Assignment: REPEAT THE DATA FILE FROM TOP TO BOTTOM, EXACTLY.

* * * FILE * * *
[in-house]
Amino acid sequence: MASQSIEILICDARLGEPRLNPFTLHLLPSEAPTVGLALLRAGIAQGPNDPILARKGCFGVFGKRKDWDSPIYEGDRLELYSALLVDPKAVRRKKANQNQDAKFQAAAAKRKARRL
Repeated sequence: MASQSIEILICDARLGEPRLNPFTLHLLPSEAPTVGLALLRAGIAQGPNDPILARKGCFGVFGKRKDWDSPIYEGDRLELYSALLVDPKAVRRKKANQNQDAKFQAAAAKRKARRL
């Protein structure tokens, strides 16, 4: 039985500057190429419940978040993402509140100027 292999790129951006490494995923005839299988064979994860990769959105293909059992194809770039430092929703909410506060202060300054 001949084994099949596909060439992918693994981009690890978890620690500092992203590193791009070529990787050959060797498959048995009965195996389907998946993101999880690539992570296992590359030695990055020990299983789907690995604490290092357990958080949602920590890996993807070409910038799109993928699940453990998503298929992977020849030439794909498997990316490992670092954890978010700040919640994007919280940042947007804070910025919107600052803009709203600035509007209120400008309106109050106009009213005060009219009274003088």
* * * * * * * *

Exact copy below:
[in-house]
Amino acid sequence: MASQSIEILICDARLGEPRLNPFTLHLLPSEAPTVGLALLRAGIAQGPNDPILARKGCFGVFGKRKDWDSPIYEGDRLELYSALLVDPKAVRRKKANQNQDAKFQAAAAKRKARRL
Repeated sequence: MASQSIEILICDARLGEPRLNPFTLHLLPSEAPTVGLALLRAGIAQGPNDPILARKGCFGVFGKRKDWDSPIYEGDRLELYSALLVDPKAVRRKKANQNQDAKFQAAAAKRKARRL
């Protein structure tokens, strides 16, 4: 039985500057190429419940978040993402509140100027 292999790129951006490494995923005839299988064979994860990769959105293909059992194809770039430092929703909410506060202060300054 001949084994099949596909060439992918693994981009690890978890620690500092992203590193791009070529990787050959060797498959048995009965195996389907998946993101999880690539992570296992590359030695990055020990299983789907690995604490290092357990958080949602920590890996993807070409910038799109993928699940453990998503298929992977020849030439794909498997990316490992670092954890978010700040919640994007919280940042947007804070910025919107600052803009709203600035509007209120400008309106109050106009009213005060009219009274003088």